Please join us on Saturday September 12th, 10:00 to 11:30 a.m. (Pacific Time), for an online Buddhism in Society Community Talk on “Wealth and Income Inequality in our Society, Community, and Zen Practice” with Peter Dolan, one of our Sangha members at Kannon Do.
During the discussion, Peter will talk about how wealth and income inequality are a significant and rising challenge in our society and immediate community, and are inextricably connected to racial inequality and social justice.
Peter would like to explore how to understand the causes and effects of economic inequality, and what does our practice ask of us as Zen practitioners and members of our society and community.
Peter has practiced Zen for 20 years, and first attended services at Kannon Do five years ago before becoming a member of the Sangha last year. He has studied the history of peace and conflict at U.C. Berkeley, and is concerned with social and economic justice particularly among homeless communities in the SF Bay Area.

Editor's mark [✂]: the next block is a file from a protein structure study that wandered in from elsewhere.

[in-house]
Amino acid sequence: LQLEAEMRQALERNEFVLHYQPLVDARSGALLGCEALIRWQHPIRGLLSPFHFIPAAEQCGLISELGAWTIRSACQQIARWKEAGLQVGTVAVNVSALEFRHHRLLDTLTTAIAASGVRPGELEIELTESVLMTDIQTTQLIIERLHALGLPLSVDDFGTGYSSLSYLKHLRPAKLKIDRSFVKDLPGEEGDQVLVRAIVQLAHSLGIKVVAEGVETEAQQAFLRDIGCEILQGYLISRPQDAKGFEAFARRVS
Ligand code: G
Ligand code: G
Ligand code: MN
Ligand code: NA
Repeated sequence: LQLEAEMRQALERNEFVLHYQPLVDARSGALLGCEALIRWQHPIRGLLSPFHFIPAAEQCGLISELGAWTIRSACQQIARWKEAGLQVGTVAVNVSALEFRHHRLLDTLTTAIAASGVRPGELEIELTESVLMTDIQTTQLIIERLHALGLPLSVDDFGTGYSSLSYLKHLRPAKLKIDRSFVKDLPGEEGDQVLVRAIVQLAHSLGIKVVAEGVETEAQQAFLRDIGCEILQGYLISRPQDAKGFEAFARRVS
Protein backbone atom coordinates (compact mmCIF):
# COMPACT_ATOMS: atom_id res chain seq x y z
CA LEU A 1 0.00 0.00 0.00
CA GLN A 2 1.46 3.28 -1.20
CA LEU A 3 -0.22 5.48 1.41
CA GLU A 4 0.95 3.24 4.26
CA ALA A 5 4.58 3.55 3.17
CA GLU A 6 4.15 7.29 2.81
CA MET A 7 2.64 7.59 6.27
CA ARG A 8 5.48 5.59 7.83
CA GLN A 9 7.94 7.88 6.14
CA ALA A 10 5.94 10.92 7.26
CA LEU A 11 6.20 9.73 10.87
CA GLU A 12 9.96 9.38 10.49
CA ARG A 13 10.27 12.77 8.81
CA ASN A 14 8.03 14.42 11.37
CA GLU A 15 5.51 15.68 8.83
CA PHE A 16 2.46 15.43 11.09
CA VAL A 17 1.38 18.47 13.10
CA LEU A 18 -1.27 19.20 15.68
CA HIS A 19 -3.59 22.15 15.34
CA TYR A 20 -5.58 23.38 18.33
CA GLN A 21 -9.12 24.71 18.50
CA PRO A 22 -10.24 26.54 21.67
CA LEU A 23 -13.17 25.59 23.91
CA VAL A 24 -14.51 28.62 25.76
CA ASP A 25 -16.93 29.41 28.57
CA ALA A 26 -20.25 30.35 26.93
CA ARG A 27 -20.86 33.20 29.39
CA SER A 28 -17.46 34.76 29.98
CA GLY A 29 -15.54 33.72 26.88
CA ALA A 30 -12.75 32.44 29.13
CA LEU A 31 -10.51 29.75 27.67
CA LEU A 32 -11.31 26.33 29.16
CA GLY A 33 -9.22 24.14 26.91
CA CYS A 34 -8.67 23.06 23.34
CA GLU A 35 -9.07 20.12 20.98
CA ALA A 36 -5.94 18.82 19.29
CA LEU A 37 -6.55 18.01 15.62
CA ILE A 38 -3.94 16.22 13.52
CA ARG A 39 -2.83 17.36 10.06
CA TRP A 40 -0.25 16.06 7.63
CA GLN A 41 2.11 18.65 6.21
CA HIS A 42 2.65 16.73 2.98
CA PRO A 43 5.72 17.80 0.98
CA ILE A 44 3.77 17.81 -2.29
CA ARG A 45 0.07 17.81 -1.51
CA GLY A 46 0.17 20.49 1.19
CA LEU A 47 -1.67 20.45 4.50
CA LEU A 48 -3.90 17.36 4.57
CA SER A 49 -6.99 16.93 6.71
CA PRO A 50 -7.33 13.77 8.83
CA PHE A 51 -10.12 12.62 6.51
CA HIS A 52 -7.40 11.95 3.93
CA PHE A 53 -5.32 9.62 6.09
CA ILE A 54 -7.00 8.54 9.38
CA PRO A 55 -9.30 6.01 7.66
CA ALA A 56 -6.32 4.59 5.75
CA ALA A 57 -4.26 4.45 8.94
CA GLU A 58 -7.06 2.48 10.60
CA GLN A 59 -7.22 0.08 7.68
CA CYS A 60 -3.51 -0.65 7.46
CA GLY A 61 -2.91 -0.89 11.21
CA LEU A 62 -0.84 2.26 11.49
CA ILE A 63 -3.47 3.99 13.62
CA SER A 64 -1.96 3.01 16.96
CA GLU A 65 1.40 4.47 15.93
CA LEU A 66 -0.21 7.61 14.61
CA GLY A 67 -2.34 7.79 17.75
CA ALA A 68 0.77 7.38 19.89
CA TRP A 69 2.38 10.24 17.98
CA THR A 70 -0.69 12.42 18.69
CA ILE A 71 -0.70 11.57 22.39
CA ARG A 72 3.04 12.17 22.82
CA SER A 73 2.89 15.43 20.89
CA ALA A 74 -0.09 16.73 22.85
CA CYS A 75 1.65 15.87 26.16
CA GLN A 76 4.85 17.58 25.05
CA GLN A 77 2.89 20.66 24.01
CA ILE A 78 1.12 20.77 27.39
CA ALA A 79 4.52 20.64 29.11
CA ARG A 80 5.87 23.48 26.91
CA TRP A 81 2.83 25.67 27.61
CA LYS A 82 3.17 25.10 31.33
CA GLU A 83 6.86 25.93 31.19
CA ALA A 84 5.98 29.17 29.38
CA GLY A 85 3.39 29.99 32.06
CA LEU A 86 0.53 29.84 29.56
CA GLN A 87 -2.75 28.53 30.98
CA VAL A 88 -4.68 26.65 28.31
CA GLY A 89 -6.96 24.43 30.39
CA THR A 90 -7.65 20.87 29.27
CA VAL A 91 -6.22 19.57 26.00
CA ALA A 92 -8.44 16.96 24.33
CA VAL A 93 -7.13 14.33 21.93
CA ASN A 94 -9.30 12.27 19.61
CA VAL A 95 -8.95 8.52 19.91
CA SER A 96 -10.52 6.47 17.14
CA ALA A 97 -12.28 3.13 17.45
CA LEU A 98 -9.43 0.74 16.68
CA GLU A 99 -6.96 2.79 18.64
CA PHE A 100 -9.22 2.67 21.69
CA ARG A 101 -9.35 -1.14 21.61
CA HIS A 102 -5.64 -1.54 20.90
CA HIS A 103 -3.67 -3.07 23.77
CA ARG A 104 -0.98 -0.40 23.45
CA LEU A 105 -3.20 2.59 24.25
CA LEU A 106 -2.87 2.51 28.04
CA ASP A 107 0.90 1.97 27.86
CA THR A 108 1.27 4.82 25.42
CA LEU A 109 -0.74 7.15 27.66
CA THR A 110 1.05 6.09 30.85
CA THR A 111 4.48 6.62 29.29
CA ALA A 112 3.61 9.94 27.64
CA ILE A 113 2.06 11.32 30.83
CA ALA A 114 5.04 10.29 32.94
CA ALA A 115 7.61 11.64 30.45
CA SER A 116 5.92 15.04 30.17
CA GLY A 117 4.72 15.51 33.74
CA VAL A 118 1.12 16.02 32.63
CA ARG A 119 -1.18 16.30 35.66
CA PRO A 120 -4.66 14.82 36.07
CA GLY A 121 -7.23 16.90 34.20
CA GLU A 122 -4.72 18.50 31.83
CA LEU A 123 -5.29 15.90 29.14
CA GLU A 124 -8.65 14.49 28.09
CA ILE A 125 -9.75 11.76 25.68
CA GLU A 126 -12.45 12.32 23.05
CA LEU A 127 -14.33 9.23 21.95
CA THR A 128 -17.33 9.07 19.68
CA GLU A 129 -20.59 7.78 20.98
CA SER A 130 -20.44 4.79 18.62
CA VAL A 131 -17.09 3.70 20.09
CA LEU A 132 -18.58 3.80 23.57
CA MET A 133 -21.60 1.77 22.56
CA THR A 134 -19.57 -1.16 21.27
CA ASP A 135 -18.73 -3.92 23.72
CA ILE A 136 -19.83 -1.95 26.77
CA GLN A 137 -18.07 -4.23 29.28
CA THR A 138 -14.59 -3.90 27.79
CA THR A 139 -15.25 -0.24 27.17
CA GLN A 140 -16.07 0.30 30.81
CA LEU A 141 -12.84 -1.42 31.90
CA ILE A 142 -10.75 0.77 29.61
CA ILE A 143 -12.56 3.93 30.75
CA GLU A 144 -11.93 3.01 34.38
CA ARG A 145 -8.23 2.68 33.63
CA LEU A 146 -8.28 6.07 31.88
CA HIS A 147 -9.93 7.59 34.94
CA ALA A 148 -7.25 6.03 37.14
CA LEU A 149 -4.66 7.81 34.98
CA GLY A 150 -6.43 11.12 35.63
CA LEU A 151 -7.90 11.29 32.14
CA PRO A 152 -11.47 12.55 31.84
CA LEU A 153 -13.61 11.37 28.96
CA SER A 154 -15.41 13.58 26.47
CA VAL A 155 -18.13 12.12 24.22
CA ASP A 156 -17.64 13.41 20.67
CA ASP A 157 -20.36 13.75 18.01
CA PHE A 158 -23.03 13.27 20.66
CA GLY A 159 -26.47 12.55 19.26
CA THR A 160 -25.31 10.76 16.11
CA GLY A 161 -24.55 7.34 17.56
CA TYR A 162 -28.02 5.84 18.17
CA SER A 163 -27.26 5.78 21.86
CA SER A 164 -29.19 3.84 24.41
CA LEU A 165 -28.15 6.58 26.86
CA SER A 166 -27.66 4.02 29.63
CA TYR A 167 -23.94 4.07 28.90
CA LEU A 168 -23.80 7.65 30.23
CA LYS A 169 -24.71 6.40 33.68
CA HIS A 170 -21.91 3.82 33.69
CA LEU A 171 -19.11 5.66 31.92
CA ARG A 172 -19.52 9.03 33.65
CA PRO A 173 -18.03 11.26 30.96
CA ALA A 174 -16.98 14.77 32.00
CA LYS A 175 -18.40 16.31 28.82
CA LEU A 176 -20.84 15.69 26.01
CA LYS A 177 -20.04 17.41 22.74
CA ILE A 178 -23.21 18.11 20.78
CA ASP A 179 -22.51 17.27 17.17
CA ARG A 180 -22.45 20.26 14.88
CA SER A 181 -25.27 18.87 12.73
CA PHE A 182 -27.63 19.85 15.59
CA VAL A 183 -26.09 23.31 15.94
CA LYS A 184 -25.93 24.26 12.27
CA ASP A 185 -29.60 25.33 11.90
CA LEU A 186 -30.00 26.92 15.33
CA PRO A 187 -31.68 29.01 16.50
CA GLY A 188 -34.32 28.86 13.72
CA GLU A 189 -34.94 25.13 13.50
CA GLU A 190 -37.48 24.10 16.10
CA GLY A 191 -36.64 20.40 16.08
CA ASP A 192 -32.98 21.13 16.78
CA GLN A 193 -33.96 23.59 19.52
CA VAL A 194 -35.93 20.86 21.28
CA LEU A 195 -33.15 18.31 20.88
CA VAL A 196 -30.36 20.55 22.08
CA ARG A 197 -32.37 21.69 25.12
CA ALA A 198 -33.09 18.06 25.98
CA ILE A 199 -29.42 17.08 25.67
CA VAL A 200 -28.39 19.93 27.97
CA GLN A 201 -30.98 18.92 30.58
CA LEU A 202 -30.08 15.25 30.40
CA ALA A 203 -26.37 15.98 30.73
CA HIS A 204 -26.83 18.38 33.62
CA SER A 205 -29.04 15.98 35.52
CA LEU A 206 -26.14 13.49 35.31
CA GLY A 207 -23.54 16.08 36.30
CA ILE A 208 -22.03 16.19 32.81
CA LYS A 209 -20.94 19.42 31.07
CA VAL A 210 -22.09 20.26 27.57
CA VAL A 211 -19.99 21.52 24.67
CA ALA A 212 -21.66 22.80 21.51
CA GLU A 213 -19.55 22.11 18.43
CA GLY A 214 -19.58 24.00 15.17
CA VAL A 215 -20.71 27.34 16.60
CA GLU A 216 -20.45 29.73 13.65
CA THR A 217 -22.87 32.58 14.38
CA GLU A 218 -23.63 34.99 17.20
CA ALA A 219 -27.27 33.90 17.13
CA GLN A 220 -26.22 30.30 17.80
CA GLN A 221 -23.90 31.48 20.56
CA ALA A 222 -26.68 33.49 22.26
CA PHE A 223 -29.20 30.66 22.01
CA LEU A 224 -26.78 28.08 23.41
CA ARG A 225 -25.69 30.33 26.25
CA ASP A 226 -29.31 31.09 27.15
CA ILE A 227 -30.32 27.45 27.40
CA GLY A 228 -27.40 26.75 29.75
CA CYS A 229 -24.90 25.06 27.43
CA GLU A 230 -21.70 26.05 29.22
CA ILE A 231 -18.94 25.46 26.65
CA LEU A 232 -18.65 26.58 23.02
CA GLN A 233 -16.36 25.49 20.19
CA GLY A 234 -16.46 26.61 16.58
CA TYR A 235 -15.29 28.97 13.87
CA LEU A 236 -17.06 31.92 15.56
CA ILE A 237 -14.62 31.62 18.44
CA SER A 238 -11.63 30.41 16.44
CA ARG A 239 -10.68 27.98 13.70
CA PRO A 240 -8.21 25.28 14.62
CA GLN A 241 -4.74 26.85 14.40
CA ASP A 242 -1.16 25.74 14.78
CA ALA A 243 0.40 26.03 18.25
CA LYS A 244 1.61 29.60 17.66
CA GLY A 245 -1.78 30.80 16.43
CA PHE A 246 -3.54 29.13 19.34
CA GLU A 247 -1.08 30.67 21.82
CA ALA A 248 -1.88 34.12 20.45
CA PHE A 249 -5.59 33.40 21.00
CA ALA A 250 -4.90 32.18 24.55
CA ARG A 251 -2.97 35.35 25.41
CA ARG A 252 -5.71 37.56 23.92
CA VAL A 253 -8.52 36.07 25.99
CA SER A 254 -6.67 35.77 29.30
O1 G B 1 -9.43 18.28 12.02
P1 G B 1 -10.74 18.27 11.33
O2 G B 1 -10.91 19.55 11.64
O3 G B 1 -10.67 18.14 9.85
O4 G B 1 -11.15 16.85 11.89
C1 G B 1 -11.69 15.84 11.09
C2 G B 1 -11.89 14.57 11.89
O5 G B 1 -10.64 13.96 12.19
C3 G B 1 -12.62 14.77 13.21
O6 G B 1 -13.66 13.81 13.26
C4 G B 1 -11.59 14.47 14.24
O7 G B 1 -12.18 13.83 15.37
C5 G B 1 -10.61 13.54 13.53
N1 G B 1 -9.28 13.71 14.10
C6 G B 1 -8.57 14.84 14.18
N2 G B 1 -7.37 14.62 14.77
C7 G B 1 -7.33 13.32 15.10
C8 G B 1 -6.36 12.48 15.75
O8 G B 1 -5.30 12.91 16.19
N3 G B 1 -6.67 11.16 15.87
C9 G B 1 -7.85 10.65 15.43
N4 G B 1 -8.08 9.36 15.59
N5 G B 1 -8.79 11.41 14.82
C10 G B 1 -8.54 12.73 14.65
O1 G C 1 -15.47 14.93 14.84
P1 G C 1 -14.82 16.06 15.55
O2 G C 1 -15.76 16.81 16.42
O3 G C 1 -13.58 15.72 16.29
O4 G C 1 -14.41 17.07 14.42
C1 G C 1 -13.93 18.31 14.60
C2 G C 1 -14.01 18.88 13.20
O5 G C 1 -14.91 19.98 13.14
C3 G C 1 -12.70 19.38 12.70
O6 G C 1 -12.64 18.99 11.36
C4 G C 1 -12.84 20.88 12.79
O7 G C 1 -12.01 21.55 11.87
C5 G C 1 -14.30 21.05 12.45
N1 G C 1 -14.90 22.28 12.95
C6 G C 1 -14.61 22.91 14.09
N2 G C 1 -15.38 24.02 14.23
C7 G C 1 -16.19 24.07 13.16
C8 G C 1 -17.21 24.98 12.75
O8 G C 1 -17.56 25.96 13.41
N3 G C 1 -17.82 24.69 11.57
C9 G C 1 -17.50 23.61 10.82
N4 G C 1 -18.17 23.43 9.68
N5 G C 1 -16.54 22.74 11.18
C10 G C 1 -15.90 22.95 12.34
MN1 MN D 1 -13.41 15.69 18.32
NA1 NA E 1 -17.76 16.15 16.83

“Buddhism in Society” aims to explore and understand how to bring the principles of awareness, mindfulness and creative responses to difficult problems present in our communities.
Some suggested readings ahead of the talk:
Articles and information:
* “Buddhism and Poverty” by David Loy: http://www.zen-occidental.net/
* “Extreme Wealth is Bad for Everyone – Especially the Wealthy” by Michael Lewis: https://newrepublic.com/
* “Research Brief: Income Inequality in the San Francisco Bay Area” by the Silicon Valley Institute for Regional Studies: https://
* Inequality.org, a project of the Institute for Policy Studies, an economic, racial, and climate justice policy think tank: https://inequality.org
* Move MV, a homeless alliance in Mountain View: https://movemv.org
* Mountain View City’s resources for homeless and unstably housed: https://www.mountainview.gov/
* “Evicted” by Matthew Desmond
* “Capitalism and Justice: Envisioning Social and Economic Fairness” by John Isbister
Please Join us via Zoom:
During the discussion please mute yourself if you are in a noisy area, and remember to unmute yourself if you are speaking.